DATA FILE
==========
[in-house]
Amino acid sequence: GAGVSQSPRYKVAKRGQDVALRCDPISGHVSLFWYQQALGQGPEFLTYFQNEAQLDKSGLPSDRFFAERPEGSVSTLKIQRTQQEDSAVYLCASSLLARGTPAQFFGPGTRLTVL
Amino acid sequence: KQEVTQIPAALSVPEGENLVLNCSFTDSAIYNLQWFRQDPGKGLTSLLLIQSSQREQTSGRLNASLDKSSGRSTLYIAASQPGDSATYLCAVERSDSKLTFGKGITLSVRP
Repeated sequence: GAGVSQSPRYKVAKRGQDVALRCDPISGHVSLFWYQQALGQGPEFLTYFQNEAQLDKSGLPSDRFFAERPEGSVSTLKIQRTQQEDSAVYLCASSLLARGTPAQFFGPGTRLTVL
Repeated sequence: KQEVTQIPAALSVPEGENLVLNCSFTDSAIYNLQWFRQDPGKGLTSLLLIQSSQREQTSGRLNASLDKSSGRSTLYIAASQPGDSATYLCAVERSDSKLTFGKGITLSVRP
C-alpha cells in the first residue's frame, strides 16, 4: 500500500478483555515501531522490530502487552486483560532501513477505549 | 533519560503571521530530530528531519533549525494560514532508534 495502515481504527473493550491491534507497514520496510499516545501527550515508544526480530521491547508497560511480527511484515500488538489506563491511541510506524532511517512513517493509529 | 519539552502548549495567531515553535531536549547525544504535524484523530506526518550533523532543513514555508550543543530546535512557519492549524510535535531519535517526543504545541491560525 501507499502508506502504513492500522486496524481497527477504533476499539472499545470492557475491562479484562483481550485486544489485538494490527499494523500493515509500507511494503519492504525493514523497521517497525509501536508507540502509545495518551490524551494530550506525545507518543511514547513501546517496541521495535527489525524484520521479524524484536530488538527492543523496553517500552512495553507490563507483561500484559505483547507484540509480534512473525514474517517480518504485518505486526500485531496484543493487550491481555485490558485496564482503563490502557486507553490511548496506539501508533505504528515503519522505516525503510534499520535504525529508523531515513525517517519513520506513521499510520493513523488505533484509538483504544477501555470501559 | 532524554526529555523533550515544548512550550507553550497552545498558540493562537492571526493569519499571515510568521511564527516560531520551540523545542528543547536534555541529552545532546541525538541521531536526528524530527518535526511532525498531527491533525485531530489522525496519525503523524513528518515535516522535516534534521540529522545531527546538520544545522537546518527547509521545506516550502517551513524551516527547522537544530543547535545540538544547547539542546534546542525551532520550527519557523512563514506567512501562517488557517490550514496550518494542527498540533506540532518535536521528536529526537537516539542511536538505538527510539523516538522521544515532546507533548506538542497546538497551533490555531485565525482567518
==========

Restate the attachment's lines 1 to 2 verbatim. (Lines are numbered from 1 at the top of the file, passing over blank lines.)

[in-house]
Amino acid sequence: GAGVSQSPRYKVAKRGQDVALRCDPISGHVSLFWYQQALGQGPEFLTYFQNEAQLDKSGLPSDRFFAERPEGSVSTLKIQRTQQEDSAVYLCASSLLARGTPAQFFGPGTRLTVL